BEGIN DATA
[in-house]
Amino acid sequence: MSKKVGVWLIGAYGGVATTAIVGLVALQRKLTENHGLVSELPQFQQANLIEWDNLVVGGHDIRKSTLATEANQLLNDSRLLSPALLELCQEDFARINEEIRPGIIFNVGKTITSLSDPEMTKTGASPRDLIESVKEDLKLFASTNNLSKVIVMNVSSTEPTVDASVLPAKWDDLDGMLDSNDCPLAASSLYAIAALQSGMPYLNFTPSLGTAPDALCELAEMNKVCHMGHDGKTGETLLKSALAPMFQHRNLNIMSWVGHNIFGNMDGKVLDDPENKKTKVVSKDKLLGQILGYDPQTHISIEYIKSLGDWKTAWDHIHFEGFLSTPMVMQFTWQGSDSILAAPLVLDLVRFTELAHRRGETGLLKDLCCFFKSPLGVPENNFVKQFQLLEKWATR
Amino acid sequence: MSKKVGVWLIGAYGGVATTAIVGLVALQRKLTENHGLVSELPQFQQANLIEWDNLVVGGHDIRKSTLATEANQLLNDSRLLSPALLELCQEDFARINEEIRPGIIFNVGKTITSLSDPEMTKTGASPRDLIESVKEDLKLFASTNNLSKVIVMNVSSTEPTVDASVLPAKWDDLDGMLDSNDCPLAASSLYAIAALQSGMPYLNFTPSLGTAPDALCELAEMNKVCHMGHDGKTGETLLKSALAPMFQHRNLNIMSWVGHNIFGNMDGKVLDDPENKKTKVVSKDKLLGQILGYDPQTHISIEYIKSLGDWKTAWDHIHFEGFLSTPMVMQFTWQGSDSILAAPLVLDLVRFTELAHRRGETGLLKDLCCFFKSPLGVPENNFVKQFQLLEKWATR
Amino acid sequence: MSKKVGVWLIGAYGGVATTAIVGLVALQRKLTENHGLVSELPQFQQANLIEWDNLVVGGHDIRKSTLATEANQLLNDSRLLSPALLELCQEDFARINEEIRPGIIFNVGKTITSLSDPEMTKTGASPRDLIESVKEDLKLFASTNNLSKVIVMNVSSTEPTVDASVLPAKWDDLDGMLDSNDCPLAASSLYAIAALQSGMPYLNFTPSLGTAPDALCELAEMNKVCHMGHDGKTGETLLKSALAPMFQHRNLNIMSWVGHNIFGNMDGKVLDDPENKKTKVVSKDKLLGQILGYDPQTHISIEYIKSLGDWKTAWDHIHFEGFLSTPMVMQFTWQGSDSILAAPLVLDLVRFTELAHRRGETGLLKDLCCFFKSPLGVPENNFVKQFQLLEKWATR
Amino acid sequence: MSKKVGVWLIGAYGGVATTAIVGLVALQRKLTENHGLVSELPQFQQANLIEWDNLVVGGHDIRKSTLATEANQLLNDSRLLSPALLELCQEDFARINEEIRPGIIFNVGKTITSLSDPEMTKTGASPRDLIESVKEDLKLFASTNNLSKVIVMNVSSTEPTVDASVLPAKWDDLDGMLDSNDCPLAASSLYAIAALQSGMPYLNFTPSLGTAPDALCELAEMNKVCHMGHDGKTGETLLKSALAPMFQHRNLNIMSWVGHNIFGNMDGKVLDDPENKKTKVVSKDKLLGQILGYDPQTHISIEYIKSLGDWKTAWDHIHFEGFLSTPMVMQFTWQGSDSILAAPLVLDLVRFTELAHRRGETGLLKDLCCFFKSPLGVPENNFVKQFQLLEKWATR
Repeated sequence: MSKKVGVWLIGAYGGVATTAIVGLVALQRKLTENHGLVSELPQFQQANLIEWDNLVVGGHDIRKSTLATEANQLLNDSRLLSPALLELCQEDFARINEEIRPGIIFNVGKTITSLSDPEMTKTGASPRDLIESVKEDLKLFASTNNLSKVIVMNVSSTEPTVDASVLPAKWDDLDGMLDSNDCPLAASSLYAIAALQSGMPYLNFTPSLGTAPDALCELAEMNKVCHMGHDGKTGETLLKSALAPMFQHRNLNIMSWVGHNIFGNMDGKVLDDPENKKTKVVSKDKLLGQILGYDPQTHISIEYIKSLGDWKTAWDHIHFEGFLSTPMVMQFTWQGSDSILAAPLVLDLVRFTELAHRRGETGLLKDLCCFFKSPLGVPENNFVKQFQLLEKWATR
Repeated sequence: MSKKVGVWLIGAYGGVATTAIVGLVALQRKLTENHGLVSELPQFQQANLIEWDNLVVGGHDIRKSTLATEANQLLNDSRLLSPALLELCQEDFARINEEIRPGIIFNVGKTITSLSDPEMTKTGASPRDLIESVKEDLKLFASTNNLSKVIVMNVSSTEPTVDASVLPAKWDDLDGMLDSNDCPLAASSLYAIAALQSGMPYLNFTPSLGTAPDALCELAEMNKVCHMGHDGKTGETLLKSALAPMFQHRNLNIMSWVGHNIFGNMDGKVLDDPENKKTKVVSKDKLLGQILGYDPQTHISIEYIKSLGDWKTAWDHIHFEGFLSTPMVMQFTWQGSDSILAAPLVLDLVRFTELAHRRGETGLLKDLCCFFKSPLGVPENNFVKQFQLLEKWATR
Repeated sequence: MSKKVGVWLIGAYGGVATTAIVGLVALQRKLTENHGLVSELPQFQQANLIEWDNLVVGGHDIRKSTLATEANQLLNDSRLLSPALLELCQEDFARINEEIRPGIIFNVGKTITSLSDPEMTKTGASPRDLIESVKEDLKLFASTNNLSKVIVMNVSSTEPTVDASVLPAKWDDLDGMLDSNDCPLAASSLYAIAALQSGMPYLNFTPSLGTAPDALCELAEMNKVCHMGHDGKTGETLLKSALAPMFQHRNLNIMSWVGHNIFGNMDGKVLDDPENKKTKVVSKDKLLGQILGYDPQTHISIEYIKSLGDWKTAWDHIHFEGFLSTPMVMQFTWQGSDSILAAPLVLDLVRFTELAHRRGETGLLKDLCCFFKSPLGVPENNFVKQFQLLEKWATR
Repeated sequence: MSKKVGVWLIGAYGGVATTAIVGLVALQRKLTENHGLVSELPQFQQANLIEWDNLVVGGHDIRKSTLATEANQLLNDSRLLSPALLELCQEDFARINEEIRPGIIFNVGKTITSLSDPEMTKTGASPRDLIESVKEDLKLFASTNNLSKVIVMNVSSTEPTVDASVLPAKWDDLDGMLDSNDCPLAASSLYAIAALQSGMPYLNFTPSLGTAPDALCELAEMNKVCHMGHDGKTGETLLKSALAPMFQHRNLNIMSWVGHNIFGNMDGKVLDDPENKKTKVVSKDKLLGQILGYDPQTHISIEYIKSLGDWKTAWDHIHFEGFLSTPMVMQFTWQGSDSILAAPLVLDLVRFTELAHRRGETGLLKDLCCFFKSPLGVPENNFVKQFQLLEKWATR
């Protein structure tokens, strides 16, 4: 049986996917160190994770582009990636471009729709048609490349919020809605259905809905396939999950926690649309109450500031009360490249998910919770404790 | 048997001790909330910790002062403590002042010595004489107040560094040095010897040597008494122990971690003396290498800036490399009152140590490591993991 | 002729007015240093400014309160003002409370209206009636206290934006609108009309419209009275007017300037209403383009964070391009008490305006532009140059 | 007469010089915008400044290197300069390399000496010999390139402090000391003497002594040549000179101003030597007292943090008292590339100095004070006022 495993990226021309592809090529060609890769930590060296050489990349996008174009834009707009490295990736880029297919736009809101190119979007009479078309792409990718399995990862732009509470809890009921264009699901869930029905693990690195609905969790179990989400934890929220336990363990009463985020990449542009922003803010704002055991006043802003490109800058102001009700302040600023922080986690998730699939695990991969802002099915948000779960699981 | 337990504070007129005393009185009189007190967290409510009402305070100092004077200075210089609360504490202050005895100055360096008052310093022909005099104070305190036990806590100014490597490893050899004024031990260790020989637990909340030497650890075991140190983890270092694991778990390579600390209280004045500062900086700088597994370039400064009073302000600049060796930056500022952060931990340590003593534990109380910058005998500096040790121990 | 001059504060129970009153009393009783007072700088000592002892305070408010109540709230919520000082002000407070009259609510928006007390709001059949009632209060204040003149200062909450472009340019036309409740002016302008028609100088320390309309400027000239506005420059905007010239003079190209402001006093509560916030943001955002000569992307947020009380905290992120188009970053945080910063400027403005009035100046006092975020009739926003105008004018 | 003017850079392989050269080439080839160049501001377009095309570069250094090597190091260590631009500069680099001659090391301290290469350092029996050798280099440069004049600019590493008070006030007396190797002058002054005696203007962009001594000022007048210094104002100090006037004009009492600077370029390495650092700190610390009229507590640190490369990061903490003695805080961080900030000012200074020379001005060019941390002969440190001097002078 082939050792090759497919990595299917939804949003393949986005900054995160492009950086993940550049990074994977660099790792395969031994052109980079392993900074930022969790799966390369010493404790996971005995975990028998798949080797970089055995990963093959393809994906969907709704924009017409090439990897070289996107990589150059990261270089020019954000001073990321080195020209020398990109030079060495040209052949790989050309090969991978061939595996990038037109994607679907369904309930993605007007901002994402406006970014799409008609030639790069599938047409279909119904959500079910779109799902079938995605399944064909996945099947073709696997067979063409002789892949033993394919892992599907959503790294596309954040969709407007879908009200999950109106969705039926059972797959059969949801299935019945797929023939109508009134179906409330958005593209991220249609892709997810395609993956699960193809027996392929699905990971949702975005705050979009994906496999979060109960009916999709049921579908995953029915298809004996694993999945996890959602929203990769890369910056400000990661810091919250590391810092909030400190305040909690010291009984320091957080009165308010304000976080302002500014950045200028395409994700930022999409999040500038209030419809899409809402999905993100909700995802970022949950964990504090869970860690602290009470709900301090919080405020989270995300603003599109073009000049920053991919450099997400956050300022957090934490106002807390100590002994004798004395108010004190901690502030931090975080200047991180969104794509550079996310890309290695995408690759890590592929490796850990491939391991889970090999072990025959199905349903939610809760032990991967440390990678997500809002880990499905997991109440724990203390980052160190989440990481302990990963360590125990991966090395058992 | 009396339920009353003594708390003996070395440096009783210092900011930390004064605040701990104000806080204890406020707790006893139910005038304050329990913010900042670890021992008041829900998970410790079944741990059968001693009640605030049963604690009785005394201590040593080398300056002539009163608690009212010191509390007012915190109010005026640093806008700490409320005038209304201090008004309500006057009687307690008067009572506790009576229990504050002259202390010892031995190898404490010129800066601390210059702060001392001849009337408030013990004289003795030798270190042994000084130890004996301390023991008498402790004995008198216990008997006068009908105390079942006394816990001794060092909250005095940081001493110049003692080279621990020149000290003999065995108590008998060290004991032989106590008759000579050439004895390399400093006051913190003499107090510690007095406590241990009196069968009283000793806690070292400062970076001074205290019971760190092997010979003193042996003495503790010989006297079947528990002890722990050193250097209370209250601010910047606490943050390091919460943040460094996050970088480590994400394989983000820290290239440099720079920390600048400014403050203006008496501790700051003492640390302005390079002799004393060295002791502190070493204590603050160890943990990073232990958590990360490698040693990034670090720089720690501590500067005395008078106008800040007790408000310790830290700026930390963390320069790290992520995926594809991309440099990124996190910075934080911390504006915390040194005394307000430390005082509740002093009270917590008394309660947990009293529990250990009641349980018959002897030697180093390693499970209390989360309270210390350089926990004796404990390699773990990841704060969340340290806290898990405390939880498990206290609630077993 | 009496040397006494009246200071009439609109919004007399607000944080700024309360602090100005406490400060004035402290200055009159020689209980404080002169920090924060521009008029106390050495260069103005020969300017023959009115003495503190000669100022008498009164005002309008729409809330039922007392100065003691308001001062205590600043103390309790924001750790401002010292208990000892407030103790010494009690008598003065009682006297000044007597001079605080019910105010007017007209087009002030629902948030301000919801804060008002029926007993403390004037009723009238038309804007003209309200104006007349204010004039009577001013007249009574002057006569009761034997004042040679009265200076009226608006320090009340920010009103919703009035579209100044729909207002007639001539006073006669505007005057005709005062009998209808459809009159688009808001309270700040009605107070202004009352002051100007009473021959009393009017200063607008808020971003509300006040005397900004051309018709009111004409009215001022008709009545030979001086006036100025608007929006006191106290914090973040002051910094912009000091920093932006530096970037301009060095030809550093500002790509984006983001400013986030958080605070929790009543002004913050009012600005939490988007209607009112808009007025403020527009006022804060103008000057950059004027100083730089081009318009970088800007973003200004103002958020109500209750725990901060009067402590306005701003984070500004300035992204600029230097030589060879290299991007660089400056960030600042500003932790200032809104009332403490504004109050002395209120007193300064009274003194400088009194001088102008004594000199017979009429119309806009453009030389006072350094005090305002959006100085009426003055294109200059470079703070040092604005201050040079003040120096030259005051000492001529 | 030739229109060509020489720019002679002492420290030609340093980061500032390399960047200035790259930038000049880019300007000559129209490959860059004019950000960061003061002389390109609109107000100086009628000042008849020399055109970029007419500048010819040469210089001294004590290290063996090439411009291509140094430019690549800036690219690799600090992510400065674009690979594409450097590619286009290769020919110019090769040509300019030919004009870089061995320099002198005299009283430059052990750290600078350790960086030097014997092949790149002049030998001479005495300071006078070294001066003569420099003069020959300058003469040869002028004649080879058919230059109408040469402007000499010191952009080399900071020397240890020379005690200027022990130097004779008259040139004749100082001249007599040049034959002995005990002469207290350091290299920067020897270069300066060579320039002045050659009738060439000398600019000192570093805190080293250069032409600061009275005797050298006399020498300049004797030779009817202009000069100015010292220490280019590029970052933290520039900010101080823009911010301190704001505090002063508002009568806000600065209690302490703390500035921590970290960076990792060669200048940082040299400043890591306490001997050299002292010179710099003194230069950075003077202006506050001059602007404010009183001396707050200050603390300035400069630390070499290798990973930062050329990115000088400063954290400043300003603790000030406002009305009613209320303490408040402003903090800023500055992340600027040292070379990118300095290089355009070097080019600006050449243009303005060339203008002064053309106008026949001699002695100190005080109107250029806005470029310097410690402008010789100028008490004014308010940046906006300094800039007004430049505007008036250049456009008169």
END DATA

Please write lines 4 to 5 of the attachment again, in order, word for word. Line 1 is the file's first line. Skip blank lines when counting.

Amino acid sequence: MSKKVGVWLIGAYGGVATTAIVGLVALQRKLTENHGLVSELPQFQQANLIEWDNLVVGGHDIRKSTLATEANQLLNDSRLLSPALLELCQEDFARINEEIRPGIIFNVGKTITSLSDPEMTKTGASPRDLIESVKEDLKLFASTNNLSKVIVMNVSSTEPTVDASVLPAKWDDLDGMLDSNDCPLAASSLYAIAALQSGMPYLNFTPSLGTAPDALCELAEMNKVCHMGHDGKTGETLLKSALAPMFQHRNLNIMSWVGHNIFGNMDGKVLDDPENKKTKVVSKDKLLGQILGYDPQTHISIEYIKSLGDWKTAWDHIHFEGFLSTPMVMQFTWQGSDSILAAPLVLDLVRFTELAHRRGETGLLKDLCCFFKSPLGVPENNFVKQFQLLEKWATR
Amino acid sequence: MSKKVGVWLIGAYGGVATTAIVGLVALQRKLTENHGLVSELPQFQQANLIEWDNLVVGGHDIRKSTLATEANQLLNDSRLLSPALLELCQEDFARINEEIRPGIIFNVGKTITSLSDPEMTKTGASPRDLIESVKEDLKLFASTNNLSKVIVMNVSSTEPTVDASVLPAKWDDLDGMLDSNDCPLAASSLYAIAALQSGMPYLNFTPSLGTAPDALCELAEMNKVCHMGHDGKTGETLLKSALAPMFQHRNLNIMSWVGHNIFGNMDGKVLDDPENKKTKVVSKDKLLGQILGYDPQTHISIEYIKSLGDWKTAWDHIHFEGFLSTPMVMQFTWQGSDSILAAPLVLDLVRFTELAHRRGETGLLKDLCCFFKSPLGVPENNFVKQFQLLEKWATR